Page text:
The controversial principal of Summerville High School is leaving his post at the end of the school year to return to Pennsylvania, where he may once again be able to display the African animal trophies that created a ruckus in Flowertown.
“That is not a player in why I’m leaving,” said Buddy Chapel on Thursday. “I chose to take those out of the office myself. It has nothing to do with this.”
On Wednesday, Chapel was offered a job as head of Pennsylvania’s Chambersburg Area Senior High School, where, according to sources, he’ll work alongside an assistant principal who is also an avid hunter with animal heads on display in his office.
“I’ve been offered a job in Pennsylvania that I just can’t turn down,” Chapel said. “It’s one of those things where they came looking for me and made me an offer I just can’t refuse.”
Dorchester School District 2 spokeswoman Pat Raynor said Chapel has not yet resigned.
“We don’t know that he’s leaving,” Raynor said. “We know he’s been approached but he told me that he and his wife love it here and he’s made no definite decision.” She expects to hear from him today.
Chapel, a retired Marine, moved last year to Summerville from Pennsylvania, where he spent several years in schools in Allentown. Chambersburg is about 130 miles from Allentown and 30 miles from Gettysburg, where Chapel’s recently widowed sister lives.
“I love this school and I love this community, but sometimes you have to do what’s in the best interest of your family, even though my heart is here at Summerville High School,” he said.
With about 2,500 students in grades 9 through 12, the Chambersburg school is slightly smaller than Summerville. Chambersburg Superintendent Joseph Padasak said about 75 percent of the faculty has been hired in the last six years.
“They are looking for direction and we are hoping he’s the right piece of the puzzle,” he said.
After a search that started in September, the Chambersburg Area school board voted 9-0 Wednesday to approve Chapel as principal, a job Padasak called the second-most important in the district, behind his own.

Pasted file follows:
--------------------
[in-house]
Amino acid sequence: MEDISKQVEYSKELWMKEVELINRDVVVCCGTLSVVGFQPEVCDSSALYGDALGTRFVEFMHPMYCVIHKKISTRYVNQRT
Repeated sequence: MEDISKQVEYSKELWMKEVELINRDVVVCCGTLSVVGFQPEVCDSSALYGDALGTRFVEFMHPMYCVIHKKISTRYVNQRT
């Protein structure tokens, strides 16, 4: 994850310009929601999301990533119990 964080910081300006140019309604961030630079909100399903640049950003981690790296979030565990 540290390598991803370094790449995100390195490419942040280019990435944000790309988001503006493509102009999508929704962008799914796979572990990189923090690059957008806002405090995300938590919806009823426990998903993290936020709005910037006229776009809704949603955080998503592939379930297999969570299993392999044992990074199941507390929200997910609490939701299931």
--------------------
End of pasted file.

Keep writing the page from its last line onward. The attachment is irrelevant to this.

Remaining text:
“The high school principalship in our district is a very high profile job,” he said. “It’s important that the person who leads it represents the district well. It’s the face of the community.”
Chambersburg faces some of the same challenges that Summerville did, Padasak said.
“The number one issue we have is hundreds of children not engaged in high school, and we believe Mr. Chapel has the potential to get our children engaged,” he said. “We measure engagement by the absentee rate, by their tardiness, etc., and there is just a lack of general school spirit. I believe you have to have all that before you can have success academically.”
In Summerville, one of Chapel’s goals was improving school spirit. In September, the school bused its entire student body to Memorial Stadium for a giant pep rally.
Chapel also stirred up the community when he suspended several dozen students in February for violating the district’s dress code. Chambersburg recently passed a comprehensive dress code banning denim and hooded sweatshirts starting in 2013-14, Padasak said.
“(Chapel) had a lot of obstacles to overcome (in Summerville): The fact that he was a Yankee, a military guy and didn’t know the culture and all those things, but he came in and hit the ground running and I think what he did there was pretty good.”
Reach Brenda Rindge at 937-5713 or www.facebook.com/brindge.